The Gateway Building Changed some money at the airport: the exchange rate for the Irish pound was about 1.99 Singapore dollars (S$) (I noticed when changing money in Dublin the previous day that the pound had dropped to its lowest in some time). The pound sterling was about S$2.6 and the US dollar about S$1.6.

As soon as one stepped outside the air-conditioned airport building the heat was a shock. About 30 degrees, and humid. I thought it best to find a hotel in the city centre, and took a taxi to the downtown area--S$17.

The lush green vegetation surrounding the airport road gave way to the tall angular skyscrapers of Pei and others of his ilk (the picture at right shows his Gateway building) as we approached the city. The well-planned, efficient infrastructure showed the discipline and determination (not to forget finance) that had driven this city-state since independence in the 60's. I recalled how my Siemens pupils who had worked here had sung the praises of the city--"Sauberkeit und Ordnung" was the phrase used most often--praise indeed from a German. The obvious ruthless push to modernize reminded me of Atlanta, Georgia. The heat took me back to Brazil.

Raffles Hotel There's only one hotel in Singapore that re-creates the class and ambience of colonial times. But Raffles (in picture at left), its neo-colonial facade gleaming white after a multi-million dollar re-fit a few years ago, was booked out. After checking my guide-book I booked into a hotel right next door, in Seah Street, the Metropole. The rate, S$86 (including tax) per night, seemed like good value for 4-star quality.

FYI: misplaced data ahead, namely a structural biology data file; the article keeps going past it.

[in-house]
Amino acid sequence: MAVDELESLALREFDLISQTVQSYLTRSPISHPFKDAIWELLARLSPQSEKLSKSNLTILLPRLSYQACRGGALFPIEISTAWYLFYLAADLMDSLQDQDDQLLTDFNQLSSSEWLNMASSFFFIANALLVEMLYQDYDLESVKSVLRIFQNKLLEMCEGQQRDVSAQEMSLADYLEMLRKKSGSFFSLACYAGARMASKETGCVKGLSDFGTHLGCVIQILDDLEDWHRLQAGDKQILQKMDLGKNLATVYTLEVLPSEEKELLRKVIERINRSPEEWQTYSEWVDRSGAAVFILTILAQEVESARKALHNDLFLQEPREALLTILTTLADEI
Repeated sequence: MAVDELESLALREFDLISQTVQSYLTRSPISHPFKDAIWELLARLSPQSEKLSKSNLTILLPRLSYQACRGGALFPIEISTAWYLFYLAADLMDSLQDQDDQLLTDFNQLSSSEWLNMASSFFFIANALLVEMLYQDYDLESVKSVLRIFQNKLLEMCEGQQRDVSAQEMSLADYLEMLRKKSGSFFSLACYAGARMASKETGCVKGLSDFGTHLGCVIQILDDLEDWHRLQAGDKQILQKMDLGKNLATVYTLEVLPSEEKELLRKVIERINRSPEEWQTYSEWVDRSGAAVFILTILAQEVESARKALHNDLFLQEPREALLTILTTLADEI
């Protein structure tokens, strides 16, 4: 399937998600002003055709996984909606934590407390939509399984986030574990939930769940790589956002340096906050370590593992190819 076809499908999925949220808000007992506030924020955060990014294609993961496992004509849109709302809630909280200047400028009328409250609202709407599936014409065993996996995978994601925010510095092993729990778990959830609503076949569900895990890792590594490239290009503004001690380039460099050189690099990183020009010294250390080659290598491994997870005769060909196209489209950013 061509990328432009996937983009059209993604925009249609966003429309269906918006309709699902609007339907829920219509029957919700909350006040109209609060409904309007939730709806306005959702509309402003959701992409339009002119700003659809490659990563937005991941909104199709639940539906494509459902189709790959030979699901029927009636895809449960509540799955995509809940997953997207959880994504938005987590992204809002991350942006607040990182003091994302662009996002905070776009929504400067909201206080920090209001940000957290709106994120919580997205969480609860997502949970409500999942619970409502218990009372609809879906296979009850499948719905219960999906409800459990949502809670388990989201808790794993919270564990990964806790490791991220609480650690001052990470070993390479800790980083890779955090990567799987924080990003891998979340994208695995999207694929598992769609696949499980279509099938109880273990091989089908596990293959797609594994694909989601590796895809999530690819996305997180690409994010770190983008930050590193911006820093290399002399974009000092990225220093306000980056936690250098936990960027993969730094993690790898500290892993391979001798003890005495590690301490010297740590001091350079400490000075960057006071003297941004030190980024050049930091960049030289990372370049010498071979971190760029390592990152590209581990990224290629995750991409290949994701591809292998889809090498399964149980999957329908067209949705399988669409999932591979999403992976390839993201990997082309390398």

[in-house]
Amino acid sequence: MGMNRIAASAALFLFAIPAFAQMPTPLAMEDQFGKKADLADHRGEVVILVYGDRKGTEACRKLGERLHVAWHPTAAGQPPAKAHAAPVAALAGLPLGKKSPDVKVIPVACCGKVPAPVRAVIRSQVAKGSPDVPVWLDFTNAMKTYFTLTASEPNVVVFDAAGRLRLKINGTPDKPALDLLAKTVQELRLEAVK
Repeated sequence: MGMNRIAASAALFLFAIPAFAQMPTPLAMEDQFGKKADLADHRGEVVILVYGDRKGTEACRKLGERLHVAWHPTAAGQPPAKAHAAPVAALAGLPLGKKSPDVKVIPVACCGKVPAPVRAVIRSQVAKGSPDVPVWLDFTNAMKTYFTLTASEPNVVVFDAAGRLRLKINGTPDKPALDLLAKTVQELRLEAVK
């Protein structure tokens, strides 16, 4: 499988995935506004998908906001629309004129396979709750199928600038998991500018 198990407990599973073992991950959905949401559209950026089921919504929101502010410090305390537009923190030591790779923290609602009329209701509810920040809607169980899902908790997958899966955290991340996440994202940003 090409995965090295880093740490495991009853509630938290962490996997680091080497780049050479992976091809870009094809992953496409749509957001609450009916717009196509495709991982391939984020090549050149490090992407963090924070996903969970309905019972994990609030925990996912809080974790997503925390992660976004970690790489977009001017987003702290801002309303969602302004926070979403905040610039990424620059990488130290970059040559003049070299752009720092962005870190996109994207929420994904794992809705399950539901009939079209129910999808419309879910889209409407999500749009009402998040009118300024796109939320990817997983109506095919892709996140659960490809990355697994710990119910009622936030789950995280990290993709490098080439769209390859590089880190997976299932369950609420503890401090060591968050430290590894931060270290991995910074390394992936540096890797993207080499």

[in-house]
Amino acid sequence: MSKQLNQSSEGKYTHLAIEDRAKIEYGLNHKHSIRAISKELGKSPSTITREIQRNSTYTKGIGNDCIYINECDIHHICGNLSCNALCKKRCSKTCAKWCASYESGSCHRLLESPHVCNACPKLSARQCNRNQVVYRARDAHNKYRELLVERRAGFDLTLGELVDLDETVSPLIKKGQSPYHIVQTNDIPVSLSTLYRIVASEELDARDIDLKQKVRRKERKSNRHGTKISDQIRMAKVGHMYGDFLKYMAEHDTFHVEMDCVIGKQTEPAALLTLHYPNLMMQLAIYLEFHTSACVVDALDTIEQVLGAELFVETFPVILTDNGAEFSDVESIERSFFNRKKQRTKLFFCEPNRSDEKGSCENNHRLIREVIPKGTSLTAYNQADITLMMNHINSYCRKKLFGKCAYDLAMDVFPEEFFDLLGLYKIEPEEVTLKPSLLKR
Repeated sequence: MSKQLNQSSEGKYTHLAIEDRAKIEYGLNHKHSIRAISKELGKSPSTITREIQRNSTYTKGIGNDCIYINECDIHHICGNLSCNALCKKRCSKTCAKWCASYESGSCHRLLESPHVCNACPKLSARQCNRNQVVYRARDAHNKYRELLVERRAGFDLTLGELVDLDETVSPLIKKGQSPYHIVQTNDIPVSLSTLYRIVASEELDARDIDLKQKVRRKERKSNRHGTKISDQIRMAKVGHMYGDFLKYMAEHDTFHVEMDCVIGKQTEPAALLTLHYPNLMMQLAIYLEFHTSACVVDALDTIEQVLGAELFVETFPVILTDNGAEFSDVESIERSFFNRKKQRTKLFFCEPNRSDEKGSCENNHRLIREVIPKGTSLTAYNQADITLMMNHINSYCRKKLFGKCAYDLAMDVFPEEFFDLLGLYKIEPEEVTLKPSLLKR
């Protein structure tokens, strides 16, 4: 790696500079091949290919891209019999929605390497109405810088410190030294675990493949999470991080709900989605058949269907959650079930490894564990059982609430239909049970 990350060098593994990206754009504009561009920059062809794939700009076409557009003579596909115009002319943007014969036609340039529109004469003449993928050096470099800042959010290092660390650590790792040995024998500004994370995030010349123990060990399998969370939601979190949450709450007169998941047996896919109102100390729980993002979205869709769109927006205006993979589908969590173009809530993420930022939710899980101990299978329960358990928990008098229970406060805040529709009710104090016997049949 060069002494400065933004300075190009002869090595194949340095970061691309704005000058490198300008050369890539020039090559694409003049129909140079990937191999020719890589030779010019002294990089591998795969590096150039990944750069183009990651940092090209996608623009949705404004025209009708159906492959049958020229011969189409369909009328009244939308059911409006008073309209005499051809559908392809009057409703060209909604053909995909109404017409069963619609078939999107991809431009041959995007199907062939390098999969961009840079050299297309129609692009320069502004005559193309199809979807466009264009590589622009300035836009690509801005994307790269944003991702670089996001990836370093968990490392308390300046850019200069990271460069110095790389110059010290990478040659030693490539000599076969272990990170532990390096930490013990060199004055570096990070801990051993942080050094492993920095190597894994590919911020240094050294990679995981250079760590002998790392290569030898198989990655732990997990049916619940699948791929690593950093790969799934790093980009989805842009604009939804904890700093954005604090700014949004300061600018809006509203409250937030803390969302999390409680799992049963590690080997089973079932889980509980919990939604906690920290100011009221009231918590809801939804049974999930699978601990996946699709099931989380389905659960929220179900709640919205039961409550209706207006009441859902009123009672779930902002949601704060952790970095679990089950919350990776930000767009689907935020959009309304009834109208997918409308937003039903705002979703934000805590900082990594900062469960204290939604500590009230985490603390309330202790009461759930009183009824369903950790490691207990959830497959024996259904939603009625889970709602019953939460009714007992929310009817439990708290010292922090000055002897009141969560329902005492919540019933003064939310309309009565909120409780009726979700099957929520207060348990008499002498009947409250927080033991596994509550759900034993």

By the time I had quickly showered and unpacked it was 6:00 PM local time. I needed to track down Foo as soon as possible--once that was done I could plan the rest of my stay. I would be in this area until the 8 March, when I was due to fly from Singapore to Surabaya to meet my pen-friend.

Now the problem with finding Foo was this: I didn't have a phone number, and the only email address I had for him didn't seem to be correct. Further, the only address I had, provided by a friend in the US, specified a place called "Jotter Baru". Extensive searching on the Internet back home had failed to find anything resembling that name in Singapore or Malaysia. But there was a Johore Bharu, the southernmost town in Malaysia--could that be the place? Chinese restaurant That's what I was going to find out.

According to my guide-book, buses to Malaysia left regularly from the nearby San Ban bus station, so I took a roundabout walk there, taking in Bencoolen Street, a visitors' haunt, to catch a little of the local flavour. The sight of yummy food at the many Chinese restaurants reminded me that my body-clock was screaming "lunch-time". But food would have to take second place to Foo for the moment.

At the station I found an express bus leaving for Johore Bharu (or JB as it's called here), for S$2.40. Upon reaching the border with Malaysia the bus stopped and all occupants quickly grabbed all their belongings and hopped out to charge up the elevators leading to a hall for passport control. I received my first stamps in my new Irish passport, then took my place in the headlong dash to get back to the bus. Apparently, like time and tide, this bus waits for no man. The trip took something over an hour. At the terminus at the other end there was another passport control for Malaysia, which required filling in another immigration form, similar to that for Singapore.